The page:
Posted on February 14, 2019

Trump to Sign Border Deal, Declare National Emergency

Alexander Bolton, The Hill, February 14, 2019

President Trump will declare a national emergency to fund his demand to build a border wall, Senate Majority Leader Mitch McConnell (R-Ky.) announced on the Senate floor Thursday.

“I had an opportunity to speak with President Trump and he, I would say to all my colleagues, has indicated he’s prepared to sign the bill. He also [will] be issuing a national emergency declaration at the same time. I indicated I’m going to support the national emergency declaration,” McConnell announced shortly after 3 p.m. Thursday.

“President Trump will sign the government funding bill, and as he has stated before, he will also take other executive action – including a national emergency — to ensure we stop the national security and humanitarian crisis at the border,” Sanders said.


McConnell, who reportedly advised Trump not to declare a national emergency, said he will support the president’s action.

The Senate majority leader said the president will also sign a congressional deal that provides $1.375 billion in funding for border barriers.

The Washington Post reported earlier this month that McConnell privately cautioned Trump not to use national emergency power to fund the wall because it would face opposition from Republicans.


Senate Minority Leader Charles Schumer (D) signaled immediately that Democrats will fight Trump.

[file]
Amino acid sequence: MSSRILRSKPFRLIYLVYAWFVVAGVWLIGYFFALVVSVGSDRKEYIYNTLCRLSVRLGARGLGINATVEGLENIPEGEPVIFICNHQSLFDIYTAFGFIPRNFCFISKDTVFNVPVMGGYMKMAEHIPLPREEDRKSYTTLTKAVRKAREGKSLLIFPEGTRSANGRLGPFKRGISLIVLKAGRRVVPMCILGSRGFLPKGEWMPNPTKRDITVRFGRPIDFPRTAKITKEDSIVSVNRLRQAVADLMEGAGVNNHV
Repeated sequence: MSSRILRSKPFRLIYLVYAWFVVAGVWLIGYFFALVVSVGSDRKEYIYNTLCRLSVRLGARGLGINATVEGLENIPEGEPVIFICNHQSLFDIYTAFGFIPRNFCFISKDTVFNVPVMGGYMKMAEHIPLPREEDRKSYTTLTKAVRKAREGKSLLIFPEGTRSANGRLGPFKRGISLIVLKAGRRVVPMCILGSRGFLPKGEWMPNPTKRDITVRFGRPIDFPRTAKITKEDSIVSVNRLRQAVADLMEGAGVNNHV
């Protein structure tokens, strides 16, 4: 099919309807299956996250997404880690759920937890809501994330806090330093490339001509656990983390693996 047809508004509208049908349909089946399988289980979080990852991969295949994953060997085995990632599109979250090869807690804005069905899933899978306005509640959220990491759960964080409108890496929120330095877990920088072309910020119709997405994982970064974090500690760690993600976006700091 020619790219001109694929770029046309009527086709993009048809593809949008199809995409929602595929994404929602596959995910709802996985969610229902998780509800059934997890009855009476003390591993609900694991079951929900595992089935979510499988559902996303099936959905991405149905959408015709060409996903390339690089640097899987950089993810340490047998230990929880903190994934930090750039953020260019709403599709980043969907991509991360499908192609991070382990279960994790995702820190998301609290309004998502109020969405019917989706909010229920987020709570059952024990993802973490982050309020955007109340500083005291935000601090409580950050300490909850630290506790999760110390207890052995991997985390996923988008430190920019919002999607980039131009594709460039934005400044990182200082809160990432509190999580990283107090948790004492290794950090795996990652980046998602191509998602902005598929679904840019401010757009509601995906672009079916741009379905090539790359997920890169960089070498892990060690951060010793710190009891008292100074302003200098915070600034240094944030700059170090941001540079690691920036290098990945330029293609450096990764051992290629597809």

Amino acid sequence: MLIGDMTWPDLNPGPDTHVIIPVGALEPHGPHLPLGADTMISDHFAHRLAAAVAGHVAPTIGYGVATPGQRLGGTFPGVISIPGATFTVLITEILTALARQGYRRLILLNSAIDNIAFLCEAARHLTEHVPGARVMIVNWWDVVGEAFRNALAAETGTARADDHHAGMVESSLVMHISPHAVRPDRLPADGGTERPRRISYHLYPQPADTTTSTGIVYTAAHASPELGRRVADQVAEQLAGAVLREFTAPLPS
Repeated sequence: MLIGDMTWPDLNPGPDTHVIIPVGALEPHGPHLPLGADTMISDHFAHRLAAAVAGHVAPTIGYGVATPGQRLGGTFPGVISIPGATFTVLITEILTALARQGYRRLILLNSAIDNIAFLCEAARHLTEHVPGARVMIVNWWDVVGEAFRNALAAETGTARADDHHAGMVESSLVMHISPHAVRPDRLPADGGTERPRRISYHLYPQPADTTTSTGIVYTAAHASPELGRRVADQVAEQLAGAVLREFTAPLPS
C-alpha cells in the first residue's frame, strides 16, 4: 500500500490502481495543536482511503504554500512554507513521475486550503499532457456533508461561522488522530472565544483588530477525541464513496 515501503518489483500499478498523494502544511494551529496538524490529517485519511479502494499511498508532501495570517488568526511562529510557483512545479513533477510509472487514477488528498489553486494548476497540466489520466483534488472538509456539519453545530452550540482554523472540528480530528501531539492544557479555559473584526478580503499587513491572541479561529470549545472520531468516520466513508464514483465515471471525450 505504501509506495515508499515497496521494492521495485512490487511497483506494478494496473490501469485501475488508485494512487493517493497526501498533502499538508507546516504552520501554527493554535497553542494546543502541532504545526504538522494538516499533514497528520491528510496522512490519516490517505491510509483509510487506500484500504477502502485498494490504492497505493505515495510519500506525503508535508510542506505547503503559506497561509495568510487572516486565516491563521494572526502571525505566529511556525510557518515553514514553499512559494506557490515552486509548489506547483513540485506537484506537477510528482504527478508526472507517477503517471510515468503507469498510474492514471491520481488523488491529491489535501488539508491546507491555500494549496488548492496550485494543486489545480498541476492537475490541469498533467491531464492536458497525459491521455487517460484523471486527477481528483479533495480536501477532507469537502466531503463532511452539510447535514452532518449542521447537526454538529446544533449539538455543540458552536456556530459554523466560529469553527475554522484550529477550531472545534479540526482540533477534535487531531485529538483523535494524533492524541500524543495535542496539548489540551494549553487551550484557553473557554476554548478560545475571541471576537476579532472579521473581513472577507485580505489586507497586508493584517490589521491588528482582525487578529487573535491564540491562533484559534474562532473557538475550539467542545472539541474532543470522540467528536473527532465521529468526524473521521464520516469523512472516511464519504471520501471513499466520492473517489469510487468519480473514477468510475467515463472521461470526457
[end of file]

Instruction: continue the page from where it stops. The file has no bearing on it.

“There is word the president will declare a national emergency. I hope he won’t. That would be a very wrong thing to do,” he said, adding that he and Speaker Nancy Pelosi (D-Calif.) will issue a more formal response “in short order.”


Senate Appropriations Committee Chairman Richard Shelby (R-Ala.), who spoke to Trump on Wednesday evening, said he supports the national emergency action.


Senate Republicans have warned for weeks, however, that an emergency declaration will be subject to a lengthy legal battle and likely will be blocked by a federal judge until adjudicated by an appellate or the Supreme Court.

The emergency declaration is subject to a resolution of disapproval, which must pass both chambers and receive Trump’s signature.

House Democrats, who control the lower chamber, are expected to pass the resolution and Schumer can force a vote on the Senate floor because it is privileged.

McConnell has expressed uncertainty over whether he can stop a disapproval resolution from gaining a simple majority to advance to the president’s desk but he feels confident he can muster 34 votes to sustain a presidential veto.

“I think there are different opinions about it, and if he goes that route, we’ll just hash it out McConnell told reporters on Feb. 5 when asked about the possibility.

“The president could win anyway by vetoing the bill and then trying to get enough votes to sustain it, so [he] may ultimately be able to prevail on the national emergency alternative,” he added.


Acting White House chief of staff Mick Mulvaney on Sunday {snip} “We’ll take as much money as you can give us and then we’ll go off and find the money someplace else, legally, in order to secure that Southern [border] but this is going to get built with or without Congress,” he said on “Fox News Sunday.”


Senate Republicans say whether or not they back the national emergency declaration will depend on how it’s structured.


Republicans on the Armed Services Committee are raising concerns that the emergency money will likely be pulled away from military construction projects.


Senate Armed Services Committee Chairman James Inhofe (R-Okla.) said Trump could build more support for a national emergency declaration if he releases a letter assuring lawmakers that money will not be taken from military construction projects.